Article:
My prayer was ever on my lips,
    as for a brother, a friend.
    I went as though mourning a mother,
    bowed down with grief.

    Now that I am in trouble they gather,
    they gather and mock me.
    They take me by surprise and strike me
    and tear me to pieces.
    They provoke me with mockery on mockery
    and gnash their teeth.

    Glory be to the Father and to the Son
    and to the Holy Spirit,
    as it was in the beginning,
    is now, and ever shall be,
    world without end.
    Amen.

    Lord, plead my cause; defend me with your strength.


    ________

    Psalm 34 (35)

    My tongue shall speak of your justice, all day long.

    O Lord, how long will you look on?
    Come to my rescue!
    Save my life from these raging beasts,
    my soul from these lions.
    I will thank you in the great assembly,
    amid the throng I will praise you.

    Do not let my lying foes
    rejoice over me.
    Do not let those who hate me unjustly
    wink eyes at each other.

    O Lord, you have seen, do not be silent,
    do not stand afar off!
    Awake, stir to my defence,
    to my cause, O God!

    Let there be joy for those who love my cause.
    Let them say without end:
    ‘Great is the Lord who delights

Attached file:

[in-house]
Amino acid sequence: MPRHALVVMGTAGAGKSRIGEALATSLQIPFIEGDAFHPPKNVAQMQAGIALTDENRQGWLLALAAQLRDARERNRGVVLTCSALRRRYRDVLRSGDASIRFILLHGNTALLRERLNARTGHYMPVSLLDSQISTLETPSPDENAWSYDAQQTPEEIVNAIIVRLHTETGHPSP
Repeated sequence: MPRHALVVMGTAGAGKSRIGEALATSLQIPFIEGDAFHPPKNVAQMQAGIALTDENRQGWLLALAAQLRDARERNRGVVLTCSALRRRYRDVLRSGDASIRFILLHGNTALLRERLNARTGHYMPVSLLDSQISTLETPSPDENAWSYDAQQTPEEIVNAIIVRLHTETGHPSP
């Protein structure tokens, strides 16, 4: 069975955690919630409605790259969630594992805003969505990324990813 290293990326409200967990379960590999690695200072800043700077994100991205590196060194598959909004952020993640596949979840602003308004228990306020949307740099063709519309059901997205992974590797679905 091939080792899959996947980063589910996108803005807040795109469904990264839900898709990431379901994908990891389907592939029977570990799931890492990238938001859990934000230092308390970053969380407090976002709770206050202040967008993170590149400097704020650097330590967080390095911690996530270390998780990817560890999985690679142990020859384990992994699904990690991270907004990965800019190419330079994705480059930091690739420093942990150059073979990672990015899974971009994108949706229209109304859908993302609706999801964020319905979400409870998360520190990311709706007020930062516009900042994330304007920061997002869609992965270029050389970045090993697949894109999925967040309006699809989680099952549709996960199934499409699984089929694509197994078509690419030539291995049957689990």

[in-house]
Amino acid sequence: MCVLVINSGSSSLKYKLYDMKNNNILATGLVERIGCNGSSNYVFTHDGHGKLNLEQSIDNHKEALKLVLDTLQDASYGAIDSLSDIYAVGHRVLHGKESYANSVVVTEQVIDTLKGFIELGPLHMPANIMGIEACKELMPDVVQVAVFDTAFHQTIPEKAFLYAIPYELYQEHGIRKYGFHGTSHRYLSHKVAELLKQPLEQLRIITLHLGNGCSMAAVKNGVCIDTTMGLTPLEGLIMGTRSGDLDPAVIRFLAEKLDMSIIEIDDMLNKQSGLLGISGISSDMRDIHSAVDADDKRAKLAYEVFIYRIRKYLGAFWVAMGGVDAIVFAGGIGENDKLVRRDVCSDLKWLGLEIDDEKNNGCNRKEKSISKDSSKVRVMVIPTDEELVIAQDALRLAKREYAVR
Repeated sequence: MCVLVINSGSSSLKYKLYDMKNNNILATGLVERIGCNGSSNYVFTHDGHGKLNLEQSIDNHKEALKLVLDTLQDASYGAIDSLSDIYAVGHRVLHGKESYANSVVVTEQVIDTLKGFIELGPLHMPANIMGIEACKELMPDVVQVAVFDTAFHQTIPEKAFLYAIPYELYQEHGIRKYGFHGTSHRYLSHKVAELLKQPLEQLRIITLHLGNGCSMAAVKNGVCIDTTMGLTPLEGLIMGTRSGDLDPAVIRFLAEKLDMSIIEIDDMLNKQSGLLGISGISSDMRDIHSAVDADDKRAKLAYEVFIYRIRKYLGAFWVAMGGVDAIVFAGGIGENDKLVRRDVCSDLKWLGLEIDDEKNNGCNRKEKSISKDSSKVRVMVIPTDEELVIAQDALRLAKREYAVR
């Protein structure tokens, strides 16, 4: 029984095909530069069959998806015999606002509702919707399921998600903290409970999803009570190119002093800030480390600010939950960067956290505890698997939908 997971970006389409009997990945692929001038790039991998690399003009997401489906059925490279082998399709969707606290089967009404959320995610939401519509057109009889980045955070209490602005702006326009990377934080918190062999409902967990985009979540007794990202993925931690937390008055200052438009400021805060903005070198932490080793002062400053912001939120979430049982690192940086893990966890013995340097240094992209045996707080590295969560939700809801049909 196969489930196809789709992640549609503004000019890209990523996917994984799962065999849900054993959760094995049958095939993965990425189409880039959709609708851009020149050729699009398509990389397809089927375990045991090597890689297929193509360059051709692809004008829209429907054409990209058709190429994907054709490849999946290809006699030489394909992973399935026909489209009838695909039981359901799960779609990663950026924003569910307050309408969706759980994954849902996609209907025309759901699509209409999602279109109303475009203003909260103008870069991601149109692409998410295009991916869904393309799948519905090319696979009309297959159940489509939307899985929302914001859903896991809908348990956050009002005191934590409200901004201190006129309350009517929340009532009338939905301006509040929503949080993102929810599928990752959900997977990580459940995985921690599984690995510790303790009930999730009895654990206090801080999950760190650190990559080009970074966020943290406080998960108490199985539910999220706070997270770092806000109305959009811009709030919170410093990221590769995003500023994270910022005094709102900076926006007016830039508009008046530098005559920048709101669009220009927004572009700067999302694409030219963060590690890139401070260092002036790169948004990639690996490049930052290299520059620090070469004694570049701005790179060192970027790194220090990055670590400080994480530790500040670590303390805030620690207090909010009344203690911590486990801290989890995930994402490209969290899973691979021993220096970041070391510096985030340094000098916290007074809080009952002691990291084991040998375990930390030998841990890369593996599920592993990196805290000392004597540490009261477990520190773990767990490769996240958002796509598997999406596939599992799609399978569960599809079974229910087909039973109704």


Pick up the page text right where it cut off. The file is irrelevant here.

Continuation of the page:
in the peace of his servant.’
    Then my tongue shall speak of your justice,
    all day long of your praise.

    Glory be to the Father and to the Son
    and to the Holy Spirit,
    as it was in the beginning,
    is now, and ever shall be,
    world without end.
    Amen.

    My tongue shall speak of your justice, all day long.


    Psalm-prayer

    Lord, you rescue the poor from their oppressors, and you rose to the aid of your beloved Son against those who unjustly sought his life. Look on your Church as we journey to you, that the poor and weak may recognize the help you provide and proclaim your saving acts.


    ________

    ℣. You will hear the word from my mouth.
    ℟. You will speak to them in my name.


    ________


    Readings (official one-year cycle)

    First Reading
    2 Corinthians 11:30-12:13